Did you know that the cosmetic industry is highly unregulated? The Food and Drug Administration (FDA) does not require skincare products to be approved before becoming available on the consumer market.
You read that correctly. Apparently, the regulatory agency responsible for protecting the health of nearly 400 million people does not consider it worthwhile to examine products designed specifically for the largest, most porous organ of the human body.
Good call, FDA.
Anyways, since the “Forget Dermatology Agency” doesn’t want to do its job, here are ten products that dermatologists say to avoid putting on your skin and face.
10 Products To Never Put On Your Face
1. Physical exfoliants
“I find that both for myself and my patients, physical exfoliation can lead to irritation and dryness, especially in colder months,” explains Meghan O’Brien, MD, a dermatologist at Tribeca Park Dermatology in New York City. Using abrasive pads or wipes “can also irritate skin conditions such as acne and eczema,” adds O’Brien.
2. Mineral oil
Dendy Engelman, MD, of Manhattan Dermatology and Cosmetic Surgery in New York City, says: “Mineral oil can clog pores. This can lead to acneiform eruptions (acne resembling deep skin lesions), blackheads, milia (small skin cysts) – very undesirable results.”
Commonly-used mineral oils include liquid paraffin, liquid petroleum, paraffin oil, paraffinum liquidum, petrolatum liquid, petroleum oil, white mineral oil, and white oil.
3. Regular soap
Dermatologists aren’t big fans of “old school” bar soaps. “I never, ever use a harsh, regular soap as a face or body cleanser,” says Ellen Marmur, MD, associate clinical professor in the department of dermatology at Mount Sinai Medical Center. Dr. Marmur explains that regular soap strips the skin of essential nutrients; uses harsh, unnatural chemicals, and deprives the skin of essential moisture “leaving it rough, dry, and itchy.”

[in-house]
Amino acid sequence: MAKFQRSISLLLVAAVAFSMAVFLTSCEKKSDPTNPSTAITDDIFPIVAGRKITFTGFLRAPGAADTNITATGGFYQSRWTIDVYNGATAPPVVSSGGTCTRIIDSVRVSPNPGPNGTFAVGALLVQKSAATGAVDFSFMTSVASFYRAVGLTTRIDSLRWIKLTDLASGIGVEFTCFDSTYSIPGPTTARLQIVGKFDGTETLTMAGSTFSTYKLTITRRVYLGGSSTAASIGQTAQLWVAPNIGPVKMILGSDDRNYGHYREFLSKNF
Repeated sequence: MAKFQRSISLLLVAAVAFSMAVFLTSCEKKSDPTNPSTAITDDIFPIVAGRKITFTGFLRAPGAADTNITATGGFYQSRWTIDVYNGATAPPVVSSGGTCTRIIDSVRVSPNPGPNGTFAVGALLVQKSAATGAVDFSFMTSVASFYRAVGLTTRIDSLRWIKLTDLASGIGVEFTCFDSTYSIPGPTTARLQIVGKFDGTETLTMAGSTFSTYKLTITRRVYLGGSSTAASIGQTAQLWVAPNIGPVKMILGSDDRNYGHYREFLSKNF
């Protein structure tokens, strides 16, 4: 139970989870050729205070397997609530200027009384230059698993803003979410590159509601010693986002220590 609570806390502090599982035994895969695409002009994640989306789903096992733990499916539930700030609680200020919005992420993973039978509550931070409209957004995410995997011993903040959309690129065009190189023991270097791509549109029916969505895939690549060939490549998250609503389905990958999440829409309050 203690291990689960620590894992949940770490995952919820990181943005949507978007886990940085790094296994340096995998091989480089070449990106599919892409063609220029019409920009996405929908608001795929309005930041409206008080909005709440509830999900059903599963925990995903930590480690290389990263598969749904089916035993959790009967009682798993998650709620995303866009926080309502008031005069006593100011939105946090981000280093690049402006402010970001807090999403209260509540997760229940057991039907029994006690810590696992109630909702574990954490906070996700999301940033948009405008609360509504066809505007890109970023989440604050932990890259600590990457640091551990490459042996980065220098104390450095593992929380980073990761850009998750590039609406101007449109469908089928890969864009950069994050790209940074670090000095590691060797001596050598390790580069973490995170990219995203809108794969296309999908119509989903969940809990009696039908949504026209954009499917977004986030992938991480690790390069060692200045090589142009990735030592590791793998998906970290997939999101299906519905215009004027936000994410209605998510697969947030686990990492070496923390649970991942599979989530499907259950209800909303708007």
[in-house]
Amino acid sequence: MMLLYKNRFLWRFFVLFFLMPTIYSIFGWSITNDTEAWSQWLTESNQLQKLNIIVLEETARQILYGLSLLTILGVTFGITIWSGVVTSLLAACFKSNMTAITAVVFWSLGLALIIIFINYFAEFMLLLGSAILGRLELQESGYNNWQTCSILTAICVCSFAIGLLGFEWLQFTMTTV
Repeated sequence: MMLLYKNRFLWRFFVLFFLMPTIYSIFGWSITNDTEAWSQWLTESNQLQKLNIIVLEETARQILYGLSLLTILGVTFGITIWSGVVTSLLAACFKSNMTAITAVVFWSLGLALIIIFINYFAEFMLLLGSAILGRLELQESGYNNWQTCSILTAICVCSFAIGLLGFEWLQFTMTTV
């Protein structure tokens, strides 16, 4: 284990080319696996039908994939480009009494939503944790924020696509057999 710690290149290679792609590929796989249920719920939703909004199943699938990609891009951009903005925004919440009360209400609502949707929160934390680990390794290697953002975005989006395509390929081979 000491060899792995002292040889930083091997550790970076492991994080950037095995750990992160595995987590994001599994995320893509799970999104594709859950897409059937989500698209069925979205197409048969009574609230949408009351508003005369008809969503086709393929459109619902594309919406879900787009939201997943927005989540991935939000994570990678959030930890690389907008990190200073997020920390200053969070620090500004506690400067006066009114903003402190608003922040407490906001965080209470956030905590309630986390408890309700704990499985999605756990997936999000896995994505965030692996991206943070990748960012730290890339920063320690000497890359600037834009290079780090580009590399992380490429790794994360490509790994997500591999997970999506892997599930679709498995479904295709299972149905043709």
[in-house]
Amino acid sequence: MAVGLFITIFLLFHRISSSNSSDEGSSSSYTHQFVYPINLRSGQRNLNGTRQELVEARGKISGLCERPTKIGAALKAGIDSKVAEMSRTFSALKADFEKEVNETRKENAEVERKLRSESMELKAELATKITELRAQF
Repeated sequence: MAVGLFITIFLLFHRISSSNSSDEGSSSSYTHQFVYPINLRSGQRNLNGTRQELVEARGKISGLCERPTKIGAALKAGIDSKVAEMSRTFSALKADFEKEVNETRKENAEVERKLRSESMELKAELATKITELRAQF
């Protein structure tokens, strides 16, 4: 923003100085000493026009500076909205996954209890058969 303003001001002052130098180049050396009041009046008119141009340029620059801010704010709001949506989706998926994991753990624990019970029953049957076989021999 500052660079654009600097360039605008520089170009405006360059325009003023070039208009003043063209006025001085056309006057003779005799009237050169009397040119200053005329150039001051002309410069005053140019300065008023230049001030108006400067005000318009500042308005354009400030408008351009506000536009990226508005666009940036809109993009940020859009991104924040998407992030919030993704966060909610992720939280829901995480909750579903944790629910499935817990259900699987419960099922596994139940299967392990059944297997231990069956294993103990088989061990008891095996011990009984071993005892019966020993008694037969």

The majority of skin-care products contain some form of artificial fragrance. The problem is these fragrances often lead to breakouts and skin irritation. Furthermore, the Environmental Working Group (EWG) links fragrance mixes with allergies, dermatitis, reproductive problems, and respiratory distress.
Bear in mind that the word “fragrance” is often used to mask (no pun intended) a brand’s proprietary formula. It can be found in many products such as body wash, cologne, conditioner, moisturizers, and perfume.
5. Coarse Face Scrubs
“There is no reason to use abrasive face scrubs,” says Brooke Jackson, MD, Founder and Medical Director of Skin Wellness Dermatology Associates in Durham, North Carolina. “Most people who try them are acne patients, and you don’t scrub acne away.”
To avoid skin irritation, Dr. Jackson recommends using a cream-textured wash; using the hands to wash the face and a washcloth to dry off.
6. Self-microneedling Devices
Dr. Ava Shamban, a Beverly Hills-based dermatologist and author of Heal Your Skin, says, “I feel there’s so much risk of infection from these devices because they create all those tiny holes in the skin.”
These tiny, unnatural holes disrupt the skin’s natural foundation, says Shamban, who recommends expert-administered microneedling. “We do microneedling with radio frequency, but … in a controlled, cleaner environment, so it is safer.”
7. Home Chemical Peel Kits
While at-home chemical peeling kits may seem like an expeditious and relatively inexpensive way to achieve flawless skin, it carries some significant risks. Scarring of the skin, blistering, swelling and allergic reaction are good reasons to consult with a dermatologist beforehand.